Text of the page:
4. Personal Journey: What’s the story behind why you decided to start this project?

As a group of young Hispanic students, the inspiration to become a change maker has been fueled through our experiences since childhood. Growing up in Palo Alto, whose contrast with East Palo Alto is a grave reminder of socioeconomic disparity, we wanted to make a difference. The two towns are not simply divided by Highway 101, but by a greater lack of resources and opportunities. Seeing this has inspired each of us to become advocates now for underprivileged groups. We want to demonstrate that you don’t need to stay in the social status you are born into; with greater resources, people are enabled to push past economic boundaries. We feel strongly about Latinx empowerment, and want to provide these farmers with greater STEM-based opportunities and resources. Through 3D printing, they then have a gateway to healthier careers and crops.

5. Video (Keep it simple, a video made on a hand-held phone is great): Please upload a 1-minute video to YouTube that answers the following “I am stepping up to be a Changemaker because...”

I want to be part of the generation that makes a difference; breaks the stigma that you need to be wealthy or male to explore STEM. I’m passionate about resolving the inequality of people of color regarding opportunities to explore STEM. I believe in minority empowerment and I want to show them your ethnicity and zip code doesn’t define you. I’m a promoter for eco-friendly substitutes and I feel everyone deserves an outlet for success, but it shouldn’t be at the cost of the environment.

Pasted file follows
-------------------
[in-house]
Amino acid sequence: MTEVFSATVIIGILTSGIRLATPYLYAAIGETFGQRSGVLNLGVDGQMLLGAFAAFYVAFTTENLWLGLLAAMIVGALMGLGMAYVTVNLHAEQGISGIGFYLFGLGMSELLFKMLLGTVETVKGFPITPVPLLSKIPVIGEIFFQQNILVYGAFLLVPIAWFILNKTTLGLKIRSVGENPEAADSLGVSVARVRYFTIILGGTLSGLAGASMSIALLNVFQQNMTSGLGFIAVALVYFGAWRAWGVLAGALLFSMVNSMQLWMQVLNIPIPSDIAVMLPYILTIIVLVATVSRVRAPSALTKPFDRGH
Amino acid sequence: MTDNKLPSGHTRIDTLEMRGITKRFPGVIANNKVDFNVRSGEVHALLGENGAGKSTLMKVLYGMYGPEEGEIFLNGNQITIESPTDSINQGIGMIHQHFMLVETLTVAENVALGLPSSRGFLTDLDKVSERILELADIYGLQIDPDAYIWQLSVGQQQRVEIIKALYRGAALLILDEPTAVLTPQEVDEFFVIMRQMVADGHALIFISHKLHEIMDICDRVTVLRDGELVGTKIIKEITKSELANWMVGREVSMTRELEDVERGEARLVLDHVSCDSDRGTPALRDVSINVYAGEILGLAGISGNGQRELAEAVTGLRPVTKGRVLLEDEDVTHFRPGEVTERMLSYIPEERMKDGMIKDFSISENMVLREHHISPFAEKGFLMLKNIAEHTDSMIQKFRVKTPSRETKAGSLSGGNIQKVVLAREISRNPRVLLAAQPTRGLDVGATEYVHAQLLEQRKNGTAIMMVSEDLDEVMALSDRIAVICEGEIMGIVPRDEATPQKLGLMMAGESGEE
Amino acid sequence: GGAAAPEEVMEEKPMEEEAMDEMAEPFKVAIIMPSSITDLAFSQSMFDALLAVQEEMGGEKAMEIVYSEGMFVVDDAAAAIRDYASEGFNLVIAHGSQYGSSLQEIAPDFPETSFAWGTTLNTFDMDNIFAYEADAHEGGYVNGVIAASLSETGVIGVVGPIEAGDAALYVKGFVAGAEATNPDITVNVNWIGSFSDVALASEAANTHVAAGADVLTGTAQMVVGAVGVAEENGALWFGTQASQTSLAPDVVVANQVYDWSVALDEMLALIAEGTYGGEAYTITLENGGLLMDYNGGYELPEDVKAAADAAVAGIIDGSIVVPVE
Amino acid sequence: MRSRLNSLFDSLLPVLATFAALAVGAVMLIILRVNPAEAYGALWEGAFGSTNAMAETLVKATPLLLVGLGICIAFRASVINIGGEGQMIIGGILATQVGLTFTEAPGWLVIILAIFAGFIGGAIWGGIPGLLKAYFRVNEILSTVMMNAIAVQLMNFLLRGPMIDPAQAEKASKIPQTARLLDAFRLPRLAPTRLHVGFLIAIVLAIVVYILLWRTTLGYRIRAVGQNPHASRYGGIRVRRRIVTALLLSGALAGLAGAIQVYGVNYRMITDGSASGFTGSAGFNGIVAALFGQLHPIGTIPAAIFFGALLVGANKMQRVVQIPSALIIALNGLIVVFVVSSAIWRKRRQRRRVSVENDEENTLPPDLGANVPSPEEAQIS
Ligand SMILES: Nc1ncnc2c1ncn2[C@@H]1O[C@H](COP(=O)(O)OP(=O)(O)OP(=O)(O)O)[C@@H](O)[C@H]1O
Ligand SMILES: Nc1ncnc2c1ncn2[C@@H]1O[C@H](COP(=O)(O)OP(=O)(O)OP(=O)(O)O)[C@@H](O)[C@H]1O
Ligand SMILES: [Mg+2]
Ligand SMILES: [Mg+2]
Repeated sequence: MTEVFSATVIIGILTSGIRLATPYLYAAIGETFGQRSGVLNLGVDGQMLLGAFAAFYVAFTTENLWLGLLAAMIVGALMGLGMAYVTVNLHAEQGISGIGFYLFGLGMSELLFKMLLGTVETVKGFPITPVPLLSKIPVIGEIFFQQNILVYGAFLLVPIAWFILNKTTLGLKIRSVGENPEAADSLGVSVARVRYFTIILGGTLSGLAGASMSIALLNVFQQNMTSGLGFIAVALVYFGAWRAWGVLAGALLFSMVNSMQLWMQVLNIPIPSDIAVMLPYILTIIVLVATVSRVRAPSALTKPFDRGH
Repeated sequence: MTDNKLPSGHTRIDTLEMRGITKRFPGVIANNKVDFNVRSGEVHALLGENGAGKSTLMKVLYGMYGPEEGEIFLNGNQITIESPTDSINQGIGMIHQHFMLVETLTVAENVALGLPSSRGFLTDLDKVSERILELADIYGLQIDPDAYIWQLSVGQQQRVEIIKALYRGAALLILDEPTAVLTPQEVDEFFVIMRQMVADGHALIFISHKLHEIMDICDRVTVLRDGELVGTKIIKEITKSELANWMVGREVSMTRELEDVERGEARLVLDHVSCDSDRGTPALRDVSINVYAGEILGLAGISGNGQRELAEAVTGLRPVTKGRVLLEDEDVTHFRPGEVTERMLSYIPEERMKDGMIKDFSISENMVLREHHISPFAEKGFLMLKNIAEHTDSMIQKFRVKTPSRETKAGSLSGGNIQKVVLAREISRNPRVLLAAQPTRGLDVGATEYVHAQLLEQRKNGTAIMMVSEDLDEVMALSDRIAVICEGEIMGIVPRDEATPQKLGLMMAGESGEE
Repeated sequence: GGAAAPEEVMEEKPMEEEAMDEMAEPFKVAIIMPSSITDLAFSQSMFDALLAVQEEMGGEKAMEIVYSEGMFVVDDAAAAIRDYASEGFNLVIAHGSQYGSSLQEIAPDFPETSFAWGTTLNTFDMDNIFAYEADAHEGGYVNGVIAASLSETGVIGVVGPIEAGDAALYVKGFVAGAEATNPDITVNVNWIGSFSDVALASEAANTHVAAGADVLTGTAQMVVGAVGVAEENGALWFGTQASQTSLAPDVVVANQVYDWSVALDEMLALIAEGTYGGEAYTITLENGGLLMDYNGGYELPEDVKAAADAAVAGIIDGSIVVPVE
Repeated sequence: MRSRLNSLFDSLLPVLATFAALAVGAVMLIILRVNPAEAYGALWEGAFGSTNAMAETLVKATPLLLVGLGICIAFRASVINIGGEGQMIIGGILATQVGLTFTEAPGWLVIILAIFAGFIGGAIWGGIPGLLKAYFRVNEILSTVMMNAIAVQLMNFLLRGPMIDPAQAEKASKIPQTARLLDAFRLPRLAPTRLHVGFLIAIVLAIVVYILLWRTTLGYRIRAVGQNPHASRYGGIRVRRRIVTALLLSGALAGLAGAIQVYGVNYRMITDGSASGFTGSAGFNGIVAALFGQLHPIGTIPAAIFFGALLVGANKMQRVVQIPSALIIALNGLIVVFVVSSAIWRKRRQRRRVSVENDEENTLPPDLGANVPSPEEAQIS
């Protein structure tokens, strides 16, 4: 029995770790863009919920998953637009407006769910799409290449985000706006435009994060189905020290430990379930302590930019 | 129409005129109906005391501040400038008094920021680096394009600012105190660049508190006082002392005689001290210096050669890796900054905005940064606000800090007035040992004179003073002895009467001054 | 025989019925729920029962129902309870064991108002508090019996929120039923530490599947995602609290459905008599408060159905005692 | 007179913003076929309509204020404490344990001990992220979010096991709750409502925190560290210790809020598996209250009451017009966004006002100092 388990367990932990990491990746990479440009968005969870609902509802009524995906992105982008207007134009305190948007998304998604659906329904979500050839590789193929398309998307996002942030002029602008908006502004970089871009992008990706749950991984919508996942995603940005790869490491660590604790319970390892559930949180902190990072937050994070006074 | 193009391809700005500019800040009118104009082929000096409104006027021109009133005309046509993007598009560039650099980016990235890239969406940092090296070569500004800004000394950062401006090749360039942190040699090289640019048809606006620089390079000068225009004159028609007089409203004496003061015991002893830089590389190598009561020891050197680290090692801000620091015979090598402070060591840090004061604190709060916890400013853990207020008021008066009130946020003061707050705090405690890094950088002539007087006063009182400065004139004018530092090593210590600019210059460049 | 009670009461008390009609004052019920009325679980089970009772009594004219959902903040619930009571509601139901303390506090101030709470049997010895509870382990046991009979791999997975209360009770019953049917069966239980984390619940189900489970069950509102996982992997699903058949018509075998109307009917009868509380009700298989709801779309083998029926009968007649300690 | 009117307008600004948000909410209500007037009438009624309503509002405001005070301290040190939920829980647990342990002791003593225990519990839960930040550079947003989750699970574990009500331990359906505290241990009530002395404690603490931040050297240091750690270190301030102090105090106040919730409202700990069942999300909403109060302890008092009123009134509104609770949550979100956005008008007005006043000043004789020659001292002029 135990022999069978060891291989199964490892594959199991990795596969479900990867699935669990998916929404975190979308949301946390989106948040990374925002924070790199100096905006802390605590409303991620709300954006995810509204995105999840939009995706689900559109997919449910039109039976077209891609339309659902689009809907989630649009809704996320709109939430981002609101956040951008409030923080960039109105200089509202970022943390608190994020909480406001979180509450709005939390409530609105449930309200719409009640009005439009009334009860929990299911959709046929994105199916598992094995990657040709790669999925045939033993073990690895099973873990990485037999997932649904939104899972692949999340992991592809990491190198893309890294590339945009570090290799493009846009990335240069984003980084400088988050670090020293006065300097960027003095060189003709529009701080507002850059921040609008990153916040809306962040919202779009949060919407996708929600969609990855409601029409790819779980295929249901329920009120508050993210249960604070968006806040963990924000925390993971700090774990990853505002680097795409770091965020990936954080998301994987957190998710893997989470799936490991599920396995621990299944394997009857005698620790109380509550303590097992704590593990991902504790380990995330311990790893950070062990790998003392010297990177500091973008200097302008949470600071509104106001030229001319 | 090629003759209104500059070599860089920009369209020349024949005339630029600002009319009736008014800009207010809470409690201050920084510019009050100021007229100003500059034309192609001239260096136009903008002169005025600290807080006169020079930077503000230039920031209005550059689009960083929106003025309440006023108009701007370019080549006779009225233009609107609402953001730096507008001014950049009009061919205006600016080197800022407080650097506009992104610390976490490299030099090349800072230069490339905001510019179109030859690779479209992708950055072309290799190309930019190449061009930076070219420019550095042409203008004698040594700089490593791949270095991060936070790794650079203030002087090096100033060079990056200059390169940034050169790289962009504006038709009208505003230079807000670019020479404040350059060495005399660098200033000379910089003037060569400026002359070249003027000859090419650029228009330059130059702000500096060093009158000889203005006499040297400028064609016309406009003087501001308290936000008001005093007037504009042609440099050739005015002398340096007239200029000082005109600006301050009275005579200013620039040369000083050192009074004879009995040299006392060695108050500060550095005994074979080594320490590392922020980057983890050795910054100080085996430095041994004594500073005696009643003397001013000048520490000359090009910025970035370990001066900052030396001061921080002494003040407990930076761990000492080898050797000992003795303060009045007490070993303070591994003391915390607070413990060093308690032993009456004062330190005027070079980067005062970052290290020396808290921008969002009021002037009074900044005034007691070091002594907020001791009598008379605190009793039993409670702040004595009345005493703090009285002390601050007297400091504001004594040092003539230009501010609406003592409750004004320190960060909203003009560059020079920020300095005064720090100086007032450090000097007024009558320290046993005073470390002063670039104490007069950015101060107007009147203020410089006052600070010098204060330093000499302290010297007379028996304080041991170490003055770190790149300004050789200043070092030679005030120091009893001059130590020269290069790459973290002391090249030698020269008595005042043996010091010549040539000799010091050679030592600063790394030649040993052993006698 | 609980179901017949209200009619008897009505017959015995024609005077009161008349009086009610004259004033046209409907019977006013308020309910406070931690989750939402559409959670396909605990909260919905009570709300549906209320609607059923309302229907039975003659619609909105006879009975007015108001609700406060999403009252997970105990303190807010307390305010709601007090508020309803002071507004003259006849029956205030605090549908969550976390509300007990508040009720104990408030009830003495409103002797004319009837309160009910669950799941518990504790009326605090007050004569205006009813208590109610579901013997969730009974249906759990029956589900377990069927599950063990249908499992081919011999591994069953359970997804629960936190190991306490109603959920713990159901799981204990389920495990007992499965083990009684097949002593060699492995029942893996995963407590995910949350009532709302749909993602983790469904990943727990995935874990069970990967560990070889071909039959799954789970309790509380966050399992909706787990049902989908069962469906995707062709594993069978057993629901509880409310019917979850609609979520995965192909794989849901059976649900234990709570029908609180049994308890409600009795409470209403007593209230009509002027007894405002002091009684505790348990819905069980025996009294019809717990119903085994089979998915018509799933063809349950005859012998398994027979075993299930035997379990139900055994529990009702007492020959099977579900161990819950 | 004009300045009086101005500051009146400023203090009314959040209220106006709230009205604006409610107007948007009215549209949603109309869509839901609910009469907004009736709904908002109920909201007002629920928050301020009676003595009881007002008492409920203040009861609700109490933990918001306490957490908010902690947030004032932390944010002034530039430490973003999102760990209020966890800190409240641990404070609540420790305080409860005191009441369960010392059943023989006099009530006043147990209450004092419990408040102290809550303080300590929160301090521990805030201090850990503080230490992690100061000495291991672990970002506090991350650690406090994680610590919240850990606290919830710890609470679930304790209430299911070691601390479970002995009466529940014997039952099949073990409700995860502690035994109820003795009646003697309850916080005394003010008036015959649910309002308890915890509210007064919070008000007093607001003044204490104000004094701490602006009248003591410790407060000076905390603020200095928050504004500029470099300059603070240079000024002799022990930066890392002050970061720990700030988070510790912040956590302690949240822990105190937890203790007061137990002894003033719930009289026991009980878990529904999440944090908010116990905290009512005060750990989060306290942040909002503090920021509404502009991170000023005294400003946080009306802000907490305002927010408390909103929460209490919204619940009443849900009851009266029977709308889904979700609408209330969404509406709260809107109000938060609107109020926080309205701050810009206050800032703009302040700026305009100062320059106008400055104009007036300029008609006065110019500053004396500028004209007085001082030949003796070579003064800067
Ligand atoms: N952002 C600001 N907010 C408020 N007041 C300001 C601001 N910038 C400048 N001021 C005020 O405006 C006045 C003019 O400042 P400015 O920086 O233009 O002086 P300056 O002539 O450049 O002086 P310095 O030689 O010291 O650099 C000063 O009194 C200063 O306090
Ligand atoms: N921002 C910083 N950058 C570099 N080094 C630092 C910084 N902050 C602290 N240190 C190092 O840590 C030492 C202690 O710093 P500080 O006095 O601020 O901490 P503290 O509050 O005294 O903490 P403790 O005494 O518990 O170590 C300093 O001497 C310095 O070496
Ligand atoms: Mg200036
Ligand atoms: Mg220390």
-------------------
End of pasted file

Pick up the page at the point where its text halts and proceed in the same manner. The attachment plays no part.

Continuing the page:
6. Please highlight the key activities you have carried out to bring your project to life.

We have organized the donation of 7 3D-printers from ID-tech, partnered with Nokia. We have also contacted several Central Valley community organizations and plan to teach 3D printing and other STEM-related classes to them in the future. We contacted farming unions and discussed problems that they want prioritized, such as Huanglongbing disease. Additionally, we have researched various invasive insect species and which traps best eradicate them.

7. The X Factor: What is different about your project compared to other programs or solutions already out there?

As members of the Hispanic community, we support other Latinos and give them increased opportunities. We hope the 3D printed insect traps will protect local ecosystems from invasive species, and empower Latinx fieldworkers. By creating an easily replicated prototype, we will teach local farmers how to make these traps, and give them access to STEM-based opportunities. Our partnership with ID-tech aims to introduce women to STEM. We upcycle used 3D printers and donate them to foundations such as the CCAT. We supply these communities with coding and CADing lessons for their 3D printing.

8. Impact: In the last three months, please detail the impact your project has made?

Much of our current impact has been made through the Essential Heroes Campaign, with whom we have produced and donated 200 3D-printed masks and 150 face shields to farmers in Fresno and Half Moon Bay through Ayudando Latinos a Soñar. With the masks, the farmers will be protected from COVID-19 and can work safely. We also plan to donate three of our printers to the CCAT in Fresno, for use in 3D printing classes. The farmers will then be able to print both our insect traps, and any tools that break on the job, utilizing their new 3D printer training.To impact the most people as possible, we plan on expanding to other schools and reaching farms across the state.

9. What’s Next: What are your ideas for taking your project to the next level?